How far can you get with a 2WD and a shovel?

Rachmaninoff

Observer
Looking at buying a relatively new light SUV/crossover for general use and some adventures. I'm not looking to do heavy wheeling for a while. 2WD is for price, mileage and wear and tear.

I've been looking at Jeep Patriots in the range of a few years old. Some of them come in 4x4 without costing too much, but I'd almost opt to go for the gas mileage. I'm not looking to rock crawl or do crazy trails, just go onto some forest roads that might be a bit rougher than usual.

4WD is all about traction in the right location, and I think if I need a 4WD it's probably more than I'd like to do. Then again, I've been on a road with some washed out dried up mud that other vehicles have made relatively impassable, but I'd be fine just digging down the ruts so that I could drive anything over it.

Saving on wear and tear, squeezing every maintenance/gas mile is my main concern. I'd also be okay with ghetto rigging some recovery boards.
 

sickchilly

Observer
I wouldn't worry about fuel mileage or wear/tear on a "4x4" vehicle like a Jeep Patriot. Almost all crossovers like that, the CRVs, RAV4s, and other small SUVs are not true 4wd vehicles. They are primarily FWD vehicles that can send (typically) only 40-60% power to the rear only when loss of traction warrants it.
 

Rachmaninoff

Observer
The Jeep Patriot just seemed a lot better than the rest with the off road package.

I'm not planning on doing any serious wheeling for a while. I just want to get to places, mainly.
 

1Louder

Explorer
It will take to the point you where you will get stuck! :)

I have seen some folks force the issue with 2 Wheel drive and drive at light speed to get up terrain. They risked creating way more damage than if they just had 4WD. Conditions change all the time. I would want a 4WD for even the forest roads in AZ. Especially up north. When they get wet the clay base gets super slick.
 

NevadaLover

Forking Icehole
2wd's are fine as long as you use a little common sense, avoid the mud, sand and rocks and you can go alot of places, my first truck was 2wd and I covered more of nevada than most of these lifted chromed big tired bro trucks will ever see!!
carry a cheap comealong and some chain just in case and have fun!! and if you can't get exactly where you want to go then walk or find an alternative route!
 

sickchilly

Observer
If you're dead set on a Patriot, just get one with Freedom Drive II. That's as close as you'll get to a real 4wd system on that platform and it'll probably go much further than it sounds like you're willing. The minor increases in fuel and maintenance costs will be negligible compare to getting stuck or missing adventures.
 

40sqft

New member
I drove lots of jeep roads and fire roads in my old Astro van. With a locking rear differential and good tires you'll get most places in a smaller vehicle as long as you avoid lots of mud or lots of snow. I got a lot of surprised looks when I told people it was "just 2wd." My new van has an open diff and is very obviously less capable. If you are the type to push your luck, investing in some recovery equipment will go a long way.

I've only ever gotten stuck in 4wd Jeeps. Go figure.
 

XJINTX

Explorer
All the digging in the world would not help on muddy / slick clay type roads. I agree with the post that a lot of 2WD guys think the skinny pedal is the only answer. We call them RutDiggers ;)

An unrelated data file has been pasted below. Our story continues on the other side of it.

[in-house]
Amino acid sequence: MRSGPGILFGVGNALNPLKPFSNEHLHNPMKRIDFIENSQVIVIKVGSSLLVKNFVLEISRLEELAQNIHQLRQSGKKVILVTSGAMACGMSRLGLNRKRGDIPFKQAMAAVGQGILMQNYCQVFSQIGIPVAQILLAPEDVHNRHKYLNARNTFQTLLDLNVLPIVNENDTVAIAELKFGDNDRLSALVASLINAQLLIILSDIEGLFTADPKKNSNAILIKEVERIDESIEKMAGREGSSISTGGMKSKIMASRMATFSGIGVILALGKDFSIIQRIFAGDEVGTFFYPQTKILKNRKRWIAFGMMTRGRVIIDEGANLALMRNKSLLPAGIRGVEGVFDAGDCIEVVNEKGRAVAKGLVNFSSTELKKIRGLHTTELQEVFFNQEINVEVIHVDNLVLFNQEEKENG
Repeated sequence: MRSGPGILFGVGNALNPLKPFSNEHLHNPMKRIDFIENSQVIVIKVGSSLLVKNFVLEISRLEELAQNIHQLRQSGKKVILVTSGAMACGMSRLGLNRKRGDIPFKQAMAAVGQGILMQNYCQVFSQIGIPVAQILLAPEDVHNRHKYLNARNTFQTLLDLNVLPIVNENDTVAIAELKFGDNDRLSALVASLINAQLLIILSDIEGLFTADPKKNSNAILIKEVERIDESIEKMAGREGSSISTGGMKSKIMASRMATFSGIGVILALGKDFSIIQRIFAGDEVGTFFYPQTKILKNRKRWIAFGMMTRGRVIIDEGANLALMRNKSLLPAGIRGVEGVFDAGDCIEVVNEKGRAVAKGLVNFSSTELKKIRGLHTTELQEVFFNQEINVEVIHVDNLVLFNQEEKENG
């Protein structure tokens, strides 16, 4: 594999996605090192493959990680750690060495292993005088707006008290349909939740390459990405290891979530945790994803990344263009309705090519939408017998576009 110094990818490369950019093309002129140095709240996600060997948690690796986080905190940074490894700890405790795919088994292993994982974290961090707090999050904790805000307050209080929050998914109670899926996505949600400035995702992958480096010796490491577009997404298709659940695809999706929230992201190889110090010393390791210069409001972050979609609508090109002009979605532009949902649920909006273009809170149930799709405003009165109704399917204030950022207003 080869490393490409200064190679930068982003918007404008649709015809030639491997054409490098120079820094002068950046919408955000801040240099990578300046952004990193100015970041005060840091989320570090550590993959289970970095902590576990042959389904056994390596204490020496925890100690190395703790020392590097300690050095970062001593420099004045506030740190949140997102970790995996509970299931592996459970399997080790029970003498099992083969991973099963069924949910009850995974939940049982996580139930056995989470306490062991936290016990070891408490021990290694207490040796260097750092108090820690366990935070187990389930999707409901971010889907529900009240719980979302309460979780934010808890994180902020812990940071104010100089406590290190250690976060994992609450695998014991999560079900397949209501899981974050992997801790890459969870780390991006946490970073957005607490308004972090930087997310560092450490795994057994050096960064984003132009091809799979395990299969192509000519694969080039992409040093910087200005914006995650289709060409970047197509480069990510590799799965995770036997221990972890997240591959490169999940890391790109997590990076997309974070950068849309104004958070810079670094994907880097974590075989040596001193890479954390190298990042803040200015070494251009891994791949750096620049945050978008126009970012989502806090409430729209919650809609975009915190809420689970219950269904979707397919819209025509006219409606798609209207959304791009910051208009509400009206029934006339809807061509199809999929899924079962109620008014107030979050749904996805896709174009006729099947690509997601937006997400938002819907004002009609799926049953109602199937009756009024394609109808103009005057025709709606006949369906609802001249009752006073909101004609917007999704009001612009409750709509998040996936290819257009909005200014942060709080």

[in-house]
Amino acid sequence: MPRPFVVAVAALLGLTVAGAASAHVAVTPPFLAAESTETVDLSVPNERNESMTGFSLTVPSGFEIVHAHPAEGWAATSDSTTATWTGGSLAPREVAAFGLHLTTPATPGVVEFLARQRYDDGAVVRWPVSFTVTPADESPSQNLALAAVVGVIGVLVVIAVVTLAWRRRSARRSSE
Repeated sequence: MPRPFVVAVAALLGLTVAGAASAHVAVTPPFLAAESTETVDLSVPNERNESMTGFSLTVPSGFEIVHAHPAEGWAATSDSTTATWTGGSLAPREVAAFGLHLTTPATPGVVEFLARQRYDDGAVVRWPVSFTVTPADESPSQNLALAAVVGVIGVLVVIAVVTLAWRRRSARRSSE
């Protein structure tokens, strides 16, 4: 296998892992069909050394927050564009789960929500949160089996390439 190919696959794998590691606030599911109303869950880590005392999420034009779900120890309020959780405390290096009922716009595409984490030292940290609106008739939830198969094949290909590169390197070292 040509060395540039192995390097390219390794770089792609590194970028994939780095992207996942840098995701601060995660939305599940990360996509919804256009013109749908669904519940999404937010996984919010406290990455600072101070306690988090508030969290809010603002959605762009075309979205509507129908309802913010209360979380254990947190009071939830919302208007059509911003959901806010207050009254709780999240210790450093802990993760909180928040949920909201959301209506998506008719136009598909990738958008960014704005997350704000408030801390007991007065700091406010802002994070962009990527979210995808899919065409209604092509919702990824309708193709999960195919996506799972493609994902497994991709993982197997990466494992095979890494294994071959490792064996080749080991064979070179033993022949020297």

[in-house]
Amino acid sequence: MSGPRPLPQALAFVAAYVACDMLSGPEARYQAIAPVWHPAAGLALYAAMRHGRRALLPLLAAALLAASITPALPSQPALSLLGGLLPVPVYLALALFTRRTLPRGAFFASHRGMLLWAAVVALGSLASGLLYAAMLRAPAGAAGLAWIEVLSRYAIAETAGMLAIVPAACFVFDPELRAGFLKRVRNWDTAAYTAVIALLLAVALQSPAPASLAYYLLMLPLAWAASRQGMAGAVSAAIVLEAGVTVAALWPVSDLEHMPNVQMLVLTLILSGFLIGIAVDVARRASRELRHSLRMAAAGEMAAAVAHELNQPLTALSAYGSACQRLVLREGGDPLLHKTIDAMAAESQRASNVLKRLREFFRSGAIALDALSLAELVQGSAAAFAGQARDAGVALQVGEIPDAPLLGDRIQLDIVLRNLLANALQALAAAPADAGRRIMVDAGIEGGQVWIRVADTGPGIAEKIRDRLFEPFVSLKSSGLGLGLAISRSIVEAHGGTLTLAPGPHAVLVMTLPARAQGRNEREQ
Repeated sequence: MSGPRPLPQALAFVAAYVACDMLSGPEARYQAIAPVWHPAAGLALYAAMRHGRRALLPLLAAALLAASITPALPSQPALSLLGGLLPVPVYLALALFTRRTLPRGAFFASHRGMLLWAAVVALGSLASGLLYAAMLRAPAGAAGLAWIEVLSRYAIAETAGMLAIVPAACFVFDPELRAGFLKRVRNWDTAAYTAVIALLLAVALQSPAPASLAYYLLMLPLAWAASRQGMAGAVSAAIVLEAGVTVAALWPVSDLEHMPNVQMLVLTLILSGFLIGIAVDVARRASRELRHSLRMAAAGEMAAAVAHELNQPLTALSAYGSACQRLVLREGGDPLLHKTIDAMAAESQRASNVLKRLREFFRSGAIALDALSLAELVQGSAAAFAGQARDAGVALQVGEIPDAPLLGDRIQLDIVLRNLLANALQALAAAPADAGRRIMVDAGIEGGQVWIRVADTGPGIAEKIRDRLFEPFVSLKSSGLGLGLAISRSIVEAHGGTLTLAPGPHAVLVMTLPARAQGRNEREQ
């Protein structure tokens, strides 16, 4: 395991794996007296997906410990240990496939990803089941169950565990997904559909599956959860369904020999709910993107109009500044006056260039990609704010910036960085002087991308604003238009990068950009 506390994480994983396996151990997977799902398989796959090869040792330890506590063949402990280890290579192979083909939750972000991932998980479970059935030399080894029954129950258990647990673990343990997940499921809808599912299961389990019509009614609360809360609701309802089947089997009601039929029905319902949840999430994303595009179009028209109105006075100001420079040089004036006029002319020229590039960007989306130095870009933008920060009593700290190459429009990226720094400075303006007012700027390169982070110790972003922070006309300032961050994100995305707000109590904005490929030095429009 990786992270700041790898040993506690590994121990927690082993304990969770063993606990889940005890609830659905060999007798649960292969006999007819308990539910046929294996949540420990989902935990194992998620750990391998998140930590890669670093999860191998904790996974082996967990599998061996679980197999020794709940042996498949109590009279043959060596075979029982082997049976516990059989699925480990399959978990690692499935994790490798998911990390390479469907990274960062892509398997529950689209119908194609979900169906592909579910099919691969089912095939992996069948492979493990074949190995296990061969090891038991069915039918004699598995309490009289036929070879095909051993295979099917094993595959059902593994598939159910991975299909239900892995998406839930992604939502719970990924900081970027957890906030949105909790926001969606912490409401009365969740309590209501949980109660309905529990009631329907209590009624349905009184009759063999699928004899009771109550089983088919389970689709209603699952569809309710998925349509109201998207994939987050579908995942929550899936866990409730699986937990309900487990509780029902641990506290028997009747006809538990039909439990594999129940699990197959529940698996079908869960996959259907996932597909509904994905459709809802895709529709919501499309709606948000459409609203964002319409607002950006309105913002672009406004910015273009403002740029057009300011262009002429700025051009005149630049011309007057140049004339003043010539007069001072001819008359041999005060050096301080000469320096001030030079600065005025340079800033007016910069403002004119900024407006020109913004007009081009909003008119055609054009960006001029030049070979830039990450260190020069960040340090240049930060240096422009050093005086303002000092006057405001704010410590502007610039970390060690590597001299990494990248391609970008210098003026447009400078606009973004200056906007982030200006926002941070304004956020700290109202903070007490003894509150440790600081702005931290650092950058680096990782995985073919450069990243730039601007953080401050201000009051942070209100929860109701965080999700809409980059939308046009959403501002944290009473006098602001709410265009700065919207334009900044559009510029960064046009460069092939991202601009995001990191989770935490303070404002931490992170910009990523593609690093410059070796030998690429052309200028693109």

Airmapper

High-Tech Redneck
The good thing about a 2WD or AWD crossover (soft roader) is their inability off road also means they generally don't get stuck very tight unless you use too much skinny pedal or take chances.

I'll second the comment on changing conditions. Your doing good when it's dry. With clever wheel placement you can go lots of places. Splash some water on it and you are going nowhere.

A good number of years ago, I got into this mess trying to straddle some muddy ruts. I was fine until I seen I didn't need to go any further and tried to back out, one slip in and it was done. Fortunately I got out using natures traction mats (dead sticks from the surrounding woods) and a lot of throttle. It wasn't ideal and my Xterra would have gone through that same puddle in 2WD because of it's ground clearance alone.

 

Rachmaninoff

Observer
Yep, that sort of **** is far more than I'd attempt with anything.

I was honestly thinking of just getting a station wagon until I saw that I could get a little bit more in my price range. I'm more interested in being able to go a few thousand miles away than being able to dig in deep since the former nets me a lot more cost savings on a day to day basis and I do a lot of highway driving.

On the flip side, the shooting spot I go to with my buddies is accessible with a car but it scrapes it up. I was able to go over it with my old ****ty minivan without scraping the bottom, and to be honest, that road is as much as I'd ever do.
 

rayra

Expedition Leader
You can off-road quite a bit with a one-legger. You'll learn a great deal about picking a careful line, conservation of energy and momentum, some finesse with the throttle etc etc. And about getting unstuck. I think it's a great way to learn how to drive off-road. You'll be more cautious and do less damage that way, too.

Good Times.
 

p nut

butter
You may want to look at a Subaru Forester or Outback. Pretty nice AWD that will get better MPG than a 2WD Jeep. Or at least be on par.
 

Dan Grec

Expedition Leader
I drove a bone-stock TJ Wrangler from Alaska to Argentina. (with 4x4)

Every time I used 4x4 locals would come past me in a honda civic with 8 people in it.

Same story on the West Coast of Africa.

You can travel the world in 2WD if you want to.

-Dan
 
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